CZ: You have a more low-key style than a lot of the people in stand-up.

JK: My favorite example is a guy in St. Louis, and his opening line was, "Hey, who wants to monkey-fuck?" It made no sense, and he did like 35 minutes, and at the end of the show, he was like, "Hey, have a good night, but remember, don't litter!"

CZ:You've loaned your voice to other animated shows - do you follow any?

JK: I don't really like cartoons. But I really appreciate the magic of cartoons. I'm a guy who's living with MS. In the real world, there are not many things I can do, but in cartoons, it's unlimited.

CZ: How is your mobility? Are you able to get around?

JK: I walk with a cane and sometimes I use a scooter. I did this thing you can see online called Death Row Diet, did you see that? It's a clever piece where I'm convicted of some crime, it's not clear whether or not I committed the crime, but the guy who defended me is trying to get me off death row, and he's trying to get me an endorsement with Weight Watchers. You can see it on There's some film festival in France that wants to show it.

CZ: What's made you laugh lately?

JK: My daughter, my 18-year-old, was listening to this guy, Daniel Tosh, and just the fact that she listens to it cracks me up. She once saw me do stand-up, when she was about 12, and she came up to me after the show very concerned and said, "Dad, you should tell more jokes." Nothing I say strikes her as funny.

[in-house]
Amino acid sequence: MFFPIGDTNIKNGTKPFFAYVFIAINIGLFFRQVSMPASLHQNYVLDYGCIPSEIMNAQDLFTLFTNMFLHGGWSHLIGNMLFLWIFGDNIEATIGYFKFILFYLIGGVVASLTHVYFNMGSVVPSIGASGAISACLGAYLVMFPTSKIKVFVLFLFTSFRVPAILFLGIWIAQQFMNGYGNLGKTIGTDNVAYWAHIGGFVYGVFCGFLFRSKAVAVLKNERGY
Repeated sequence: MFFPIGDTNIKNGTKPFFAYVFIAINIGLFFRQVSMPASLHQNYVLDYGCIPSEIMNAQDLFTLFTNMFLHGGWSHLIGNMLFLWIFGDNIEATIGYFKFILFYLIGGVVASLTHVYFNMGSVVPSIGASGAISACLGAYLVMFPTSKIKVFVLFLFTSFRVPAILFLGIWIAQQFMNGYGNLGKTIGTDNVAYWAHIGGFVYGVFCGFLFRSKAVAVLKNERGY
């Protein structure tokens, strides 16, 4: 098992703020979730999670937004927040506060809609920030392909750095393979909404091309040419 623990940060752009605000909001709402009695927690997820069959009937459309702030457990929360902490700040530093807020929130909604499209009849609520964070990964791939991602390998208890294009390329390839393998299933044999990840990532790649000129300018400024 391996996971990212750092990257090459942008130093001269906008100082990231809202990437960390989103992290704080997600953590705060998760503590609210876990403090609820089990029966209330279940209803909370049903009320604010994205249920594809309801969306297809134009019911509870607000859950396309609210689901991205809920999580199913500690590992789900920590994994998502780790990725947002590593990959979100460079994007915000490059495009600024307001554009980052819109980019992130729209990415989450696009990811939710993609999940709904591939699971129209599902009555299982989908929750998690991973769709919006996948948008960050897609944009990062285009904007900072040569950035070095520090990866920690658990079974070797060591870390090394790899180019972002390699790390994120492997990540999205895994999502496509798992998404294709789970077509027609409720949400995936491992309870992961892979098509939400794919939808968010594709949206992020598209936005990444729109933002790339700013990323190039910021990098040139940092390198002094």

CZ: You used to hustle ping pong with David Mamet, right?

JK: Yeah.

CZ: Did you ever get in trouble?

JK: There was one night we had to leave the pool hall.

CZ:You were going to get punched for taking someone's money?

JK: We had taken unfair advantage of someone, which I think is sort of the unwritten rule in the pool hall. It's a place where you go to take unfair advantage of people.

CZ: Wouldn't you think you were getting hustled if someone said, "I'll spot you 18 points"?

JK: We were playing pool, which is a game at which we're also really good. That's a great game. I don't play that often. I'm sort of a hustle blogger.

CZ: My dad asked if my website was a 'blob' the first time he heard that word.

JK: We have a bird named Nibbles, and my mother in law for years thought his name was Nipples, and she said to my wife, "Why did you name a bird Nipples?" But I like your story better.

CZ: When you're playing ping pong at a high level, who shags the balls for you?

JK: If I'm playing at a really high level, there are barricades. I can't play it at that high of a level anymore. Ask me what my style was.

CZ: What was your style?

JK: [defensive tone of voice] Defensive. But I was the kind of guy who played like 20 feet behind the table.

CZ: When did you discover you had a predilection towards ping pong?

JK: The first time I realized it I was a kid in the Berkshires on vacation. I overheard these guys at the Y talking about a place where you could play with professional equipment - this is when I was living in Manhattan on the east side and the club was on the west side. I met Marty Reisman, two-time champion, as you know, and he said, "Why don't you play with a ping pong racquet and I'll play with a chess piece," a friendly bet, a dollar, and he beat me for a dollar with a chess piece.